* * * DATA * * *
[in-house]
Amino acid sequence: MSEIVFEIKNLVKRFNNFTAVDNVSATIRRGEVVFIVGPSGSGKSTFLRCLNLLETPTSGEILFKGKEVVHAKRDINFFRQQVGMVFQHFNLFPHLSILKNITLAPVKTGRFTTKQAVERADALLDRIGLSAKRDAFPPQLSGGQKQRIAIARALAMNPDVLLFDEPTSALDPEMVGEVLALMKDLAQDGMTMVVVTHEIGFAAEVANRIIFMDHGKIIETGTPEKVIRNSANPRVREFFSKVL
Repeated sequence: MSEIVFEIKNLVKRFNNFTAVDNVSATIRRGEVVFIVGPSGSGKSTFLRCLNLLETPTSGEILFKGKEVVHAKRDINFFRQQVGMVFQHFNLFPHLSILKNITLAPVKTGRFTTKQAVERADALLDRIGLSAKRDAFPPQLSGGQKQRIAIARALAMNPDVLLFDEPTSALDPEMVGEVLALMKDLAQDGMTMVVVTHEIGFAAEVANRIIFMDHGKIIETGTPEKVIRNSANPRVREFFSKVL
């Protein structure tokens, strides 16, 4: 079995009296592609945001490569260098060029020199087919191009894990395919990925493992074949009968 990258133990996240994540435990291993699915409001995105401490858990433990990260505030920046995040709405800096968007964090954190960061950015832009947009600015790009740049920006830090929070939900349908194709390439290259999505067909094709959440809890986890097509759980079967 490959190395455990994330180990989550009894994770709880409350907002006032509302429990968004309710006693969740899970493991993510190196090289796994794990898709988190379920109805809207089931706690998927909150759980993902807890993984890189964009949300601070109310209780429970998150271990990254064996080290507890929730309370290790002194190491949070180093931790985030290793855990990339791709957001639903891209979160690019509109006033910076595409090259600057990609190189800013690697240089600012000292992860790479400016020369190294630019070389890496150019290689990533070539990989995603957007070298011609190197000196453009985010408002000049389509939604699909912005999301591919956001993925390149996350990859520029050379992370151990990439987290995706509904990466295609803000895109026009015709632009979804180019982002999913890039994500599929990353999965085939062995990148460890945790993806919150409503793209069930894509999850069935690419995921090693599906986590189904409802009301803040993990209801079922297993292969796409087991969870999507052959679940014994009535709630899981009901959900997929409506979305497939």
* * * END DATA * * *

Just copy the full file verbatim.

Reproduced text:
[in-house]
Amino acid sequence: MSEIVFEIKNLVKRFNNFTAVDNVSATIRRGEVVFIVGPSGSGKSTFLRCLNLLETPTSGEILFKGKEVVHAKRDINFFRQQVGMVFQHFNLFPHLSILKNITLAPVKTGRFTTKQAVERADALLDRIGLSAKRDAFPPQLSGGQKQRIAIARALAMNPDVLLFDEPTSALDPEMVGEVLALMKDLAQDGMTMVVVTHEIGFAAEVANRIIFMDHGKIIETGTPEKVIRNSANPRVREFFSKVL
Repeated sequence: MSEIVFEIKNLVKRFNNFTAVDNVSATIRRGEVVFIVGPSGSGKSTFLRCLNLLETPTSGEILFKGKEVVHAKRDINFFRQQVGMVFQHFNLFPHLSILKNITLAPVKTGRFTTKQAVERADALLDRIGLSAKRDAFPPQLSGGQKQRIAIARALAMNPDVLLFDEPTSALDPEMVGEVLALMKDLAQDGMTMVVVTHEIGFAAEVANRIIFMDHGKIIETGTPEKVIRNSANPRVREFFSKVL
């Protein structure tokens, strides 16, 4: 079995009296592609945001490569260098060029020199087919191009894990395919990925493992074949009968 990258133990996240994540435990291993699915409001995105401490858990433990990260505030920046995040709405800096968007964090954190960061950015832009947009600015790009740049920006830090929070939900349908194709390439290259999505067909094709959440809890986890097509759980079967 490959190395455990994330180990989550009894994770709880409350907002006032509302429990968004309710006693969740899970493991993510190196090289796994794990898709988190379920109805809207089931706690998927909150759980993902807890993984890189964009949300601070109310209780429970998150271990990254064996080290507890929730309370290790002194190491949070180093931790985030290793855990990339791709957001639903891209979160690019509109006033910076595409090259600057990609190189800013690697240089600012000292992860790479400016020369190294630019070389890496150019290689990533070539990989995603957007070298011609190197000196453009985010408002000049389509939604699909912005999301591919956001993925390149996350990859520029050379992370151990990439987290995706509904990466295609803000895109026009015709632009979804180019982002999913890039994500599929990353999965085939062995990148460890945790993806919150409503793209069930894509999850069935690419995921090693599906986590189904409802009301803040993990209801079922297993292969796409087991969870999507052959679940014994009535709630899981009901959900997929409506979305497939």